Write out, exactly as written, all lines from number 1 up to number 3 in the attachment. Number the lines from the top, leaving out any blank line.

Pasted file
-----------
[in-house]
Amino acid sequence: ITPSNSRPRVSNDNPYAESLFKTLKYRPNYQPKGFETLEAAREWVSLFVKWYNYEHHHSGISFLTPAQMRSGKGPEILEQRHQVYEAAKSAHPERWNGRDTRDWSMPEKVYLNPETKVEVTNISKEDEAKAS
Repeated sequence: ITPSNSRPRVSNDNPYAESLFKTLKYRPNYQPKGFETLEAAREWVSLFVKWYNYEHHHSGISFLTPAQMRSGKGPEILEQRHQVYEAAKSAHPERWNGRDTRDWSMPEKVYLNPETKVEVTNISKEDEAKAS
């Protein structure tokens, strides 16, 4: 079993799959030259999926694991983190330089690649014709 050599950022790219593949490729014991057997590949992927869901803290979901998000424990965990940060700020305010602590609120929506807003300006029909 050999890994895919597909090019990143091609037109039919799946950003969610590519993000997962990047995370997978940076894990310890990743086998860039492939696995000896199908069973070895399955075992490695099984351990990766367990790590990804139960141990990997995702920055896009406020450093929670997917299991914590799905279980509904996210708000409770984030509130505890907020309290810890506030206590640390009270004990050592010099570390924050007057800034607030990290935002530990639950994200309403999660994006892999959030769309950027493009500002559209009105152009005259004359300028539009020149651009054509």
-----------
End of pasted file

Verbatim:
[in-house]
Amino acid sequence: ITPSNSRPRVSNDNPYAESLFKTLKYRPNYQPKGFETLEAAREWVSLFVKWYNYEHHHSGISFLTPAQMRSGKGPEILEQRHQVYEAAKSAHPERWNGRDTRDWSMPEKVYLNPETKVEVTNISKEDEAKAS
Repeated sequence: ITPSNSRPRVSNDNPYAESLFKTLKYRPNYQPKGFETLEAAREWVSLFVKWYNYEHHHSGISFLTPAQMRSGKGPEILEQRHQVYEAAKSAHPERWNGRDTRDWSMPEKVYLNPETKVEVTNISKEDEAKAS